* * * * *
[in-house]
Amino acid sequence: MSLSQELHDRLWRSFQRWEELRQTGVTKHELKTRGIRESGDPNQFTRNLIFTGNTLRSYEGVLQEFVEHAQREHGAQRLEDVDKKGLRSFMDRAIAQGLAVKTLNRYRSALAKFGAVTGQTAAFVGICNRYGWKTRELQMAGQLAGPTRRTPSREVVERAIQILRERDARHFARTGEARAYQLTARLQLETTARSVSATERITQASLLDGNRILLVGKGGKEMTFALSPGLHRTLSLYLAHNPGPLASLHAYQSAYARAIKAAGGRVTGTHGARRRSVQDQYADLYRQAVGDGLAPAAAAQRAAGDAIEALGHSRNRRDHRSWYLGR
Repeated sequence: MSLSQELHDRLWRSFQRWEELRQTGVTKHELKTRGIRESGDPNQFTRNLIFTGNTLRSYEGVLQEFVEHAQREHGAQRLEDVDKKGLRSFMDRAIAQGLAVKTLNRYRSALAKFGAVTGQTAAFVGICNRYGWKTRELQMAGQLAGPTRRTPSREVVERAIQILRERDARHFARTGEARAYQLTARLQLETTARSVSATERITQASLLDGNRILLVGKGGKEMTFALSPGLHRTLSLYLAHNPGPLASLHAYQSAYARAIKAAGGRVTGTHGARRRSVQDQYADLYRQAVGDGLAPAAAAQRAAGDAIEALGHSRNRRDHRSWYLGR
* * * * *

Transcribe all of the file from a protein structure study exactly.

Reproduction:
[in-house]
Amino acid sequence: MSLSQELHDRLWRSFQRWEELRQTGVTKHELKTRGIRESGDPNQFTRNLIFTGNTLRSYEGVLQEFVEHAQREHGAQRLEDVDKKGLRSFMDRAIAQGLAVKTLNRYRSALAKFGAVTGQTAAFVGICNRYGWKTRELQMAGQLAGPTRRTPSREVVERAIQILRERDARHFARTGEARAYQLTARLQLETTARSVSATERITQASLLDGNRILLVGKGGKEMTFALSPGLHRTLSLYLAHNPGPLASLHAYQSAYARAIKAAGGRVTGTHGARRRSVQDQYADLYRQAVGDGLAPAAAAQRAAGDAIEALGHSRNRRDHRSWYLGR
Repeated sequence: MSLSQELHDRLWRSFQRWEELRQTGVTKHELKTRGIRESGDPNQFTRNLIFTGNTLRSYEGVLQEFVEHAQREHGAQRLEDVDKKGLRSFMDRAIAQGLAVKTLNRYRSALAKFGAVTGQTAAFVGICNRYGWKTRELQMAGQLAGPTRRTPSREVVERAIQILRERDARHFARTGEARAYQLTARLQLETTARSVSATERITQASLLDGNRILLVGKGGKEMTFALSPGLHRTLSLYLAHNPGPLASLHAYQSAYARAIKAAGGRVTGTHGARRRSVQDQYADLYRQAVGDGLAPAAAAQRAAGDAIEALGHSRNRRDHRSWYLGR